Listing ID: 79466
PRICE REDUCED Established 12 years this business offers professional cleaners that take care of all commercial kitchen needs. They do the dirty work most restaurants don’t want to do. All of the work that they perform adheres to National Fire Protection Association (NFPA) standards and they are fully trained on the latest requirements, techniques, and standards. This is one of the top Franchises in the US and they have the most experience in both the cleaning and maintenance industry. Their Company offers numerous services which are applicable to any property with a commercial kitchen. These services include Oven cleaning, Pressure washing, Grease containment, Kitchen exhaust cleaning, Appliance restoration, Dumpster pad cleaning and More! Currently they are scheduled every day for one year in advance and their sales have grown to over $500k per year. There is much more growth available!! Don’t Miss This Opportunity! Please refer to listing 7301-579825, Business Broker John Devries 772 260-7647 when you inquire about this listing.
- Asking Price: $999,999
- Cash Flow: $298,155
- Gross Revenue: $480,366
- EBITDA: N/A
- FF&E: $100,000
- Inventory: N/A
- Inventory Included: N/A
- Established: 2009
- Property Owned or Leased:N/A
- Property Included:N/A
- Building Square Footage:1,000
- Lot Size:N/A
- Total Number of Employees:4
- Furniture, Fixtures and Equipment:N/A
Lease/Month: 990 Square Footage: 1,000 Building Type: Commercial Terms & Options: Negotiable Expiration Date: 1/1/2026
2 weeks training at no cost
Non Compete : Miles: 100 Years: 5
This Business Is An Established Franchise
The venture was established in 2009, making the business 13 years old.
The business has 4 employees and resides in a building with approx. square footage of 1,000 sq ft.
The building is leased by the business for $990 per Month
Why is the Current Owner Selling The Business?
There are all sorts of reasons people choose to sell businesses. Nonetheless, the true factor and the one they say to you may be 2 totally different things. As an example, they might claim "I have too many various commitments" or "I am retiring". For many sellers, these reasons stand. But also, for some, these might just be excuses to attempt to conceal the reality of transforming demographics, increased competitors, current decrease in revenues, or an array of various other reasons. This is why it is really vital that you not count absolutely on a vendor's word, but rather, make use of the seller's solution along with your overall due diligence. This will paint a more reasonable picture of the business's present situation.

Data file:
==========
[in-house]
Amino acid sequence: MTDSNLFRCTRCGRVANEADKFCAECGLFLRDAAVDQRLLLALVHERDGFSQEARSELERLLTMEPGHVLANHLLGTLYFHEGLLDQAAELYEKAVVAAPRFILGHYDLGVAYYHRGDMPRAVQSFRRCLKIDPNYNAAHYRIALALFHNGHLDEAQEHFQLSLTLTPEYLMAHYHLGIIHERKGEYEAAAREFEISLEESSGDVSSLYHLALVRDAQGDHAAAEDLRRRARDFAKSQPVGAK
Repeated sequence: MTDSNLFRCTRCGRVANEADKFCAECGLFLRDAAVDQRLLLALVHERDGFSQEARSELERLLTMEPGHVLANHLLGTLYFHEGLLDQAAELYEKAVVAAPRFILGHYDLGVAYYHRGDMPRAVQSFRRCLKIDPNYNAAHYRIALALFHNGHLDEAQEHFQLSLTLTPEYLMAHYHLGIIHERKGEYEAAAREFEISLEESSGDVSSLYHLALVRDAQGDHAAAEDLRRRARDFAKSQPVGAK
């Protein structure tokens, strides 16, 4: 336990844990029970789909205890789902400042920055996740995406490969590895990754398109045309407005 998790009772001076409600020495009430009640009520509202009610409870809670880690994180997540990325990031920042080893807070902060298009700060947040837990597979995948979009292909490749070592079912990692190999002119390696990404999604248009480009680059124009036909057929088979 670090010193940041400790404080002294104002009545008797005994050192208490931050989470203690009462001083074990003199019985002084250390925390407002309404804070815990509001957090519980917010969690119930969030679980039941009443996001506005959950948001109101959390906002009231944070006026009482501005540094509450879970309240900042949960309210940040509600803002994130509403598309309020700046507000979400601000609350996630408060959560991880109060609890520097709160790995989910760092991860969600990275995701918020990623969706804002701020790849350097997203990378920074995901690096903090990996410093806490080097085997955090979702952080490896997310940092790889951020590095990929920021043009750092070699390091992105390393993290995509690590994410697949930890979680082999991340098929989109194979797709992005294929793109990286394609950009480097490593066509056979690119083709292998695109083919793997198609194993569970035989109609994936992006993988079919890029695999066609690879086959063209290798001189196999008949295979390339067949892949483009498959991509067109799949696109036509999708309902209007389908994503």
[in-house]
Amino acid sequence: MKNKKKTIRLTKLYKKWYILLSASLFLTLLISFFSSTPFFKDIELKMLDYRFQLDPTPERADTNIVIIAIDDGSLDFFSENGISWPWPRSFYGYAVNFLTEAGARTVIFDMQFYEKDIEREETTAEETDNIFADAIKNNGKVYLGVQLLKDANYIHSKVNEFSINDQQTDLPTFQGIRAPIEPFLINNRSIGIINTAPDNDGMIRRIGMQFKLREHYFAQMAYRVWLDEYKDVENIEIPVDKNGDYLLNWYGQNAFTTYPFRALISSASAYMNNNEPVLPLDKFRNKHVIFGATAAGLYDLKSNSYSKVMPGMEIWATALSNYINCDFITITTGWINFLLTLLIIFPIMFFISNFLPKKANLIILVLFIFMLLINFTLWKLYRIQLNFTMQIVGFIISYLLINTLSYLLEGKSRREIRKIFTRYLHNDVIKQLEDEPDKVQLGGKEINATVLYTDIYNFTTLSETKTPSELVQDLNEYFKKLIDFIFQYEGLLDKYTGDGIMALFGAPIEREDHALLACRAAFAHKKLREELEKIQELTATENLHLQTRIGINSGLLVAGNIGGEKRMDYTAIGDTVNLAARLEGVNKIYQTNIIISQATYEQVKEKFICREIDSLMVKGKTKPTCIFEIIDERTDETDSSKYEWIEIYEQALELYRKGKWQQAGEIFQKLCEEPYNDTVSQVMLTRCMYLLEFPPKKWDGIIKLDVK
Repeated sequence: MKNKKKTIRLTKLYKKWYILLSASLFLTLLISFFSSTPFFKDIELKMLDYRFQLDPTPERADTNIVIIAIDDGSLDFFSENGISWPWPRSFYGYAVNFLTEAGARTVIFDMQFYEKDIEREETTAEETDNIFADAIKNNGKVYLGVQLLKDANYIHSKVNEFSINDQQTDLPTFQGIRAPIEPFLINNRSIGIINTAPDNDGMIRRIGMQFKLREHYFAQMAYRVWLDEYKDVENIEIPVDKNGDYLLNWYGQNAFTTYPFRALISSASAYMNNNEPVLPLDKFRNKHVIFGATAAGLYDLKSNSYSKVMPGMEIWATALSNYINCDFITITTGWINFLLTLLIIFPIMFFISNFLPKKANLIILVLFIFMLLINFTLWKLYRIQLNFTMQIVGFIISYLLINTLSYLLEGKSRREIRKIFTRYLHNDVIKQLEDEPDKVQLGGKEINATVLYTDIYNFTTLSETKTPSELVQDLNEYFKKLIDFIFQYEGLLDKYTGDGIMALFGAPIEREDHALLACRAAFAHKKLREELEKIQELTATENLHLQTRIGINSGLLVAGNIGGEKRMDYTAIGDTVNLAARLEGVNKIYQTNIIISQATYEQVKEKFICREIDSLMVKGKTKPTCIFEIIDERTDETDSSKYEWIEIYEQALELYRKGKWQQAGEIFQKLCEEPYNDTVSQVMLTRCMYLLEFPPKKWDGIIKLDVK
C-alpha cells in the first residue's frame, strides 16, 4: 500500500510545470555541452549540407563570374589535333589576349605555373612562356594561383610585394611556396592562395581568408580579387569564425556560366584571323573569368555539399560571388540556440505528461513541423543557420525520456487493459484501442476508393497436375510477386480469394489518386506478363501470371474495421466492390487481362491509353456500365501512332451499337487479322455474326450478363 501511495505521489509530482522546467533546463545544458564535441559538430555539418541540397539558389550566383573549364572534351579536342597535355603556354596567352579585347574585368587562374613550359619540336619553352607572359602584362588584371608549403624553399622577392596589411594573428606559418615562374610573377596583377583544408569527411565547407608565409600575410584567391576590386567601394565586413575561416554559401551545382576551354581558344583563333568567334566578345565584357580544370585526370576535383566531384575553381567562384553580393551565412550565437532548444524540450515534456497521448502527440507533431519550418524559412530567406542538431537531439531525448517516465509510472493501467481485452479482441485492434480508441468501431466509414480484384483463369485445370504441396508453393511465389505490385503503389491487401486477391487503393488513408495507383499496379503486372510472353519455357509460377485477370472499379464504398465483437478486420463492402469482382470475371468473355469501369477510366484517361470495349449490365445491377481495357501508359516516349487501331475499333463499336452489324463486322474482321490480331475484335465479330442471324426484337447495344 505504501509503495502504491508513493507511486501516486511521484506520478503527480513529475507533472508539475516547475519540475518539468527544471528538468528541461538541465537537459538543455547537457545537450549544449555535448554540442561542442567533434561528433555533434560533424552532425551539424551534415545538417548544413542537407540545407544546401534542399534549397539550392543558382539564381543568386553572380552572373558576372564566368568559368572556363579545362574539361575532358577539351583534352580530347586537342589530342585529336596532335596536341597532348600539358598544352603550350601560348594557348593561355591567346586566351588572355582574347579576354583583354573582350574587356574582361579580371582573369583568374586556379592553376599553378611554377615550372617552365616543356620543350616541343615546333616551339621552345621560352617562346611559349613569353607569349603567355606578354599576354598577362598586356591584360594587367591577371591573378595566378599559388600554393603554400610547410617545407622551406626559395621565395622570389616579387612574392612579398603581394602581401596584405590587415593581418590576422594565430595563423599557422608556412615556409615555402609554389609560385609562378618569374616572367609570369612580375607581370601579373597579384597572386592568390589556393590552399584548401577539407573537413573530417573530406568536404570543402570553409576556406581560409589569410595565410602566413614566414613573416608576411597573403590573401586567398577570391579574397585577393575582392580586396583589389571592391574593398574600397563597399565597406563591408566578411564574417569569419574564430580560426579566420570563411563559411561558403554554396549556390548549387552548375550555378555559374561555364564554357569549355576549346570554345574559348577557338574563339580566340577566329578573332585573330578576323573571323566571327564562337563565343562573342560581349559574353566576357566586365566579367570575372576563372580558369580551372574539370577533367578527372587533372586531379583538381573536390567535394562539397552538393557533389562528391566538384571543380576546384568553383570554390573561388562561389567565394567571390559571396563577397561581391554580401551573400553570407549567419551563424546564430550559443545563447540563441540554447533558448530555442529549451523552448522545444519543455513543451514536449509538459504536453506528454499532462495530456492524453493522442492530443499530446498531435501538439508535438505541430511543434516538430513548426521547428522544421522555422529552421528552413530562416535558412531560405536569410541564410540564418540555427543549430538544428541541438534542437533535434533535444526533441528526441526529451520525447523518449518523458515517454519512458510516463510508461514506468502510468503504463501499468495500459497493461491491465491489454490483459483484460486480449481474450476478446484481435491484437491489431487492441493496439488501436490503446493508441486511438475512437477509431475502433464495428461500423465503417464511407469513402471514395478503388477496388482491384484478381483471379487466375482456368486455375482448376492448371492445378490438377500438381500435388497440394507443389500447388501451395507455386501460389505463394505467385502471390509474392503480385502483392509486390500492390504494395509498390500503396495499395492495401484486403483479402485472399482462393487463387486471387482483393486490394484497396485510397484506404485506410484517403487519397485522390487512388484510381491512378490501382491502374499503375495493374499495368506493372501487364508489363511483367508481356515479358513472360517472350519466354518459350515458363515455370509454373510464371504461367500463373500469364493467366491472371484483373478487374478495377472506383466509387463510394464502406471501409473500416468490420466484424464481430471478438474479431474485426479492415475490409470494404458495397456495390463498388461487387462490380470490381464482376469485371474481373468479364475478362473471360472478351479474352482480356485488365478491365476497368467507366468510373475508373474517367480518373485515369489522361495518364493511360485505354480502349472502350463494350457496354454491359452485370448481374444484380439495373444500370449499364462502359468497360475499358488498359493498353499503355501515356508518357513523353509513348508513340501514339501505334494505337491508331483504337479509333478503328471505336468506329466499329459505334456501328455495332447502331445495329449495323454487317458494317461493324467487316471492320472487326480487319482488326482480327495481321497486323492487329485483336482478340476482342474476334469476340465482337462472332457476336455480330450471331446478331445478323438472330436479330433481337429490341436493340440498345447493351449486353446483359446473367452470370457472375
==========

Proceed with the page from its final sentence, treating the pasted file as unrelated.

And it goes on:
Existing Debts and Future Obligations
If the current company is in debt, which lots of companies are, then you will need to consider this when valuating/preparing your deal. Lots of companies borrow money with the purpose of covering things such as supplies, payroll, accounts payable, so on and so forth. Bear in mind that in some cases this can suggest that revenue margins are too thin. Numerous companies fall into a revolving door of taking on debt as a way to pay back various other loans. In addition to debts, there may additionally be future commitments to think about. There may be an outstanding lease on equipment or the structure where the business resides. The business might have existing agreements with suppliers that should be fulfilled or might lead to fines if canceled early.
Understanding the Customer Base, Competition and Area Demographics
How do operating businesses in the location bring in brand-new customers? Most times, companies have repeat consumers, which create the core of their everyday revenues. Certain factors such as new competition sprouting up around the area, roadway building, and also staff turnover can affect repeat clients and adversely affect future profits. One important point to take into consideration is the area of the business. Is it in a very trafficked shopping center, or is it concealed from the main road? Obviously, the more people that see the business on a regular basis, the greater the possibility to develop a returning consumer base. A last idea is the basic location demographics. Is the business located in a largely populated city, or is it located on the outskirts of town? Exactly how might the local median house income effect future revenue prospects?